World Refugee Day: Building Engagement in Displacement

On World Refugee Day, we stand with the 70M+ refugees who have been forced to flee their homes because of war, conflict, and persecution.

Among this vulnerable population, women, youth, elderly people, and persons with disabilities, face even greater challenges. Social and traditional norms, accessibility, and economic hardship can hold people back or dissuade participation in an already challenging environment. At the same time, Blumont recognizes that these groups are essential to effectively build a community. Our programs support  and enrich communities with a special focus on vulnerable persons.

This approach is reflected in Blumont’s work at Za’atari Camp in Jordan. Unique, targeted programs are tailored to support the camp’s most vulnerable residents. For vulnerable refugees, Blumont employs a protection-based approach to ensure the community is aware of how and where they may seek mental, physical, and psychosocial support, as well as other available services through referrals and counselling. Case managers and social workers identify people who may be particularly at risk and refer them to available services—providing follow up until the situation is addressed.

Beyond individual cases, community programs in Za’atari Camp aim to encourage meaningful engagement:

Blumont started the TIGER program to engage and empower girls. Opportunities to develop talents and make friends are combined with activities to hone leadership skills and raise awareness of key issues that could affect the girls’ future. TIGER (These Inspiring Girls Enjoy Reading) encourages the girls to take on challenges and be a part of the community—discussions on child marriage are reinforced by the girls writing their own songs and poems to share the information; lessons on the environment have inspired the girls’ to start a campaign against littering; ideas learned in the group setting are taken back to be shared with family and friends. TIGER inspires girls, and in turn, they inspire the community.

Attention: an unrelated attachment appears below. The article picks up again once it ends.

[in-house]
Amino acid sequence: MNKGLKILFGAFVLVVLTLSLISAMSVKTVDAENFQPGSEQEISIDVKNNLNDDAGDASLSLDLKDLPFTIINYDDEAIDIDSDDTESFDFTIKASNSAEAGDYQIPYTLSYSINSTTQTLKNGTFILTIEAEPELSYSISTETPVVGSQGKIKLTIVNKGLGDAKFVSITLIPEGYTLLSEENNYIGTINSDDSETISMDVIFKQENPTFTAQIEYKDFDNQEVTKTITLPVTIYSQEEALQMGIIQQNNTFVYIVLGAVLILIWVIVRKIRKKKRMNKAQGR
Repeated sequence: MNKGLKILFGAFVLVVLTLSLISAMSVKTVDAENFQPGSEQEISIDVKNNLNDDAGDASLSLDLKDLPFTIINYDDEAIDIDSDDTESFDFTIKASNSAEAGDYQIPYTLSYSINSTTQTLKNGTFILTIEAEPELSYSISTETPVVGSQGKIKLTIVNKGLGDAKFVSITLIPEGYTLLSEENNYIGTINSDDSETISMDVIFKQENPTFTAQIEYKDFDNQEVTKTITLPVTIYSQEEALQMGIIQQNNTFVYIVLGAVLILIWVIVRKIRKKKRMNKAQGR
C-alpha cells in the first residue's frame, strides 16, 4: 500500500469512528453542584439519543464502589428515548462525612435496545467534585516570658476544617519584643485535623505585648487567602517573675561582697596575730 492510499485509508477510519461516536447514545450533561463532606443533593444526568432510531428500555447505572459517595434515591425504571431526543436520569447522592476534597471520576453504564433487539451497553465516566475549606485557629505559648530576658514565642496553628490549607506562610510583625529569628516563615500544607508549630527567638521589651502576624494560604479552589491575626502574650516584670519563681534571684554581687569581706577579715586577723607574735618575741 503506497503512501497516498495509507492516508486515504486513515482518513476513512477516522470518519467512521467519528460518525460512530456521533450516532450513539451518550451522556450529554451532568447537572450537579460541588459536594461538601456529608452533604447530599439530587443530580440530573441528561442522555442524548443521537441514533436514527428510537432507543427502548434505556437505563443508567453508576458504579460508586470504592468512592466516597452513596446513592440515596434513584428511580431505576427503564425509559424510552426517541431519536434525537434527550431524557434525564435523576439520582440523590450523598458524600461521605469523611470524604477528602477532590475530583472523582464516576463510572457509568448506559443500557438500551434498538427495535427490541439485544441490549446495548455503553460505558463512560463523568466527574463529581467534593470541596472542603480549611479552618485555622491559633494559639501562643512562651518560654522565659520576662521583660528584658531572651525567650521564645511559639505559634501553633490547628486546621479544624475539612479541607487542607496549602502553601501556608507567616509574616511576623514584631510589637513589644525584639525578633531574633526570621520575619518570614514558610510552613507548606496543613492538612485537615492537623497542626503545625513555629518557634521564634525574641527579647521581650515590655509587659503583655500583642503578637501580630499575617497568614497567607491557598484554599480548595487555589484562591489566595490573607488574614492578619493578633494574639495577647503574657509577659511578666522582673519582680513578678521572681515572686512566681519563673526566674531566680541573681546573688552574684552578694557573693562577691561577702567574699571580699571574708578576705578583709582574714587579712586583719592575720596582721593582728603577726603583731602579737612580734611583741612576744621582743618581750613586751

The World Health Organization estimates that 15 percent of the world’s population has a disability. People with disabilities face unique challenges when displaced from their homes, whether it is in terms of mobility, accessing services, or feeling a part of the community. Sessions are held to share information and provide support to families, such as Autism Awareness month activities in April. The conflict in Syria has also left many refugees with serious injuries and health conditions, including lost limbs, lost hearing, and paralysis. Targeted household-level outreach aims to ensure that people do not feel isolated and see an opportunity to not just engage in the community, but to also lead. People with disabilities are teaching Arabic classes to young people, helping to share their knowledge, while also showing young people that a disability does not hinder potential. Others are showing staff and volunteers how to fix wheelchairs, which in turn helps more people in the community. One young man named Sami, who lost his leg after a bombing in his village in Syria, struggled when he first arrived at the camp, but now vendors at the market call him “champion,” because they see how he challenges himself, and it motivates him to do more.

Blumont works with UNHCR and other partners to ensure that elderly people have opportunities suited to their interests. Regular gatherings provide a chance to socialize, discuss coping mechanisms, and connect with different members of the community. Gatherings to talk and drink coffee around the mehbej, a traditional coffee grinder, also help people to connect to their lives before displacement. Elderly residents bring with them a knowledge of pre-conflict Syria—a home that many younger refugees have never experienced.Sessions with the TIGER girls provide an opportunity to share knowledge of traditions and stories from Syria, while also strengthening connections between older and younger generations.